Thursday, April 23, 2009

OSV Interview

Innovative, mind-expanding, remarkably gifted. Cosmetic words for musicians like Garry Oppert, a unique drummer that always tries to express himself through the magical language of music, are never enough. Along with bassist Steve Sexton and with the valuable help from Brandon Vaughn, they formed the project OSV that’s gaining success and reputation as time goes bye! Garry answers the questions and cannot hide his enthusiasm about the forthcoming 3rd CD. Please pay attention to the words of a man that serves the musical spectrum for more than 20 years…

How was the band formed? Why you chose to follow the path of instrumental music?
Steve (Sexton) and I got together and formed the project in 2006. The story began 20+ years ago as together we @ 17 years of age formed the the original band "Knight" that later became the well known underground success "Oblivion Knight". Back in those days we parted ways due to musical differences and as Steve developed Oblivion Knight, I formed the band Virtual Reality and recorded two demo's and had some underground metal success...Steve and I had not seen each other or played together in 20+ years. In 2006 we reconciled our differences and agreed that together along with VR keyboardist Brandon Vaughn we could form an all instrumental project, incorporating some of the latest top end guitarist and that might actually work as a successful project...well the Mission began and OSV's first CD "Mission One" was born....we got more positive feedback than we ever imagined, so we ventured ahead with the new CD "Second Thoughts" and with its well received success thru CDBaby and Itunes we are now starting the bass and drum tracks for the 3rd CD tentatively entitled "Chapter Three."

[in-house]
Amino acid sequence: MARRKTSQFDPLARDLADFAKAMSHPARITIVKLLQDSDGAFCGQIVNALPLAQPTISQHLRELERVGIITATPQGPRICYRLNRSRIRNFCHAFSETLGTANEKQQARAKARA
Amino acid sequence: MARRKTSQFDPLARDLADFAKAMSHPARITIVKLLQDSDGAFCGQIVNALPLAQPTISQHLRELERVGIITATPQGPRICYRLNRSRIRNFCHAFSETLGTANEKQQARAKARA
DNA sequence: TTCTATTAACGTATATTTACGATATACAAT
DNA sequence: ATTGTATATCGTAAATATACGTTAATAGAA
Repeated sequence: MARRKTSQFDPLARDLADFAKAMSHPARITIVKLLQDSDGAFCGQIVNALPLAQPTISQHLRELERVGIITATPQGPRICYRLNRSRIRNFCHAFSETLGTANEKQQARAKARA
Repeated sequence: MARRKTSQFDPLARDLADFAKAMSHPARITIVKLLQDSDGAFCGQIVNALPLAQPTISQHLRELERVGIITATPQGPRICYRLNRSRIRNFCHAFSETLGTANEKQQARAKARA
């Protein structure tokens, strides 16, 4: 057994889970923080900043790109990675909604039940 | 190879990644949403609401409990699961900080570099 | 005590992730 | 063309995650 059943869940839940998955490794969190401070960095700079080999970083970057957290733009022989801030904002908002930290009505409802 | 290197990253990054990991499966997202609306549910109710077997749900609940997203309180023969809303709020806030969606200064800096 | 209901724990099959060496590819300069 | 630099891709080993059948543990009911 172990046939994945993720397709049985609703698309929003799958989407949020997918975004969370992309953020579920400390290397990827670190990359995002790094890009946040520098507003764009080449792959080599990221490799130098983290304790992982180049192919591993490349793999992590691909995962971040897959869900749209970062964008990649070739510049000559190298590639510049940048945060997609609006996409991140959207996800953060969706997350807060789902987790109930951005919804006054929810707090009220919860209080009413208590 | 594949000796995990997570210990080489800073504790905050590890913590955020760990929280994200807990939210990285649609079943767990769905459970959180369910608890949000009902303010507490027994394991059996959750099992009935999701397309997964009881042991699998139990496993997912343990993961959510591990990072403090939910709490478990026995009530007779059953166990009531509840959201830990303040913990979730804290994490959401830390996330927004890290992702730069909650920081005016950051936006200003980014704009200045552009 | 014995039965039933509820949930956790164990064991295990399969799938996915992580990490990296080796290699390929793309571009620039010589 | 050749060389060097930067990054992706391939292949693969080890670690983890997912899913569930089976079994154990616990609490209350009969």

Which are your main influences and how would you categorize your music?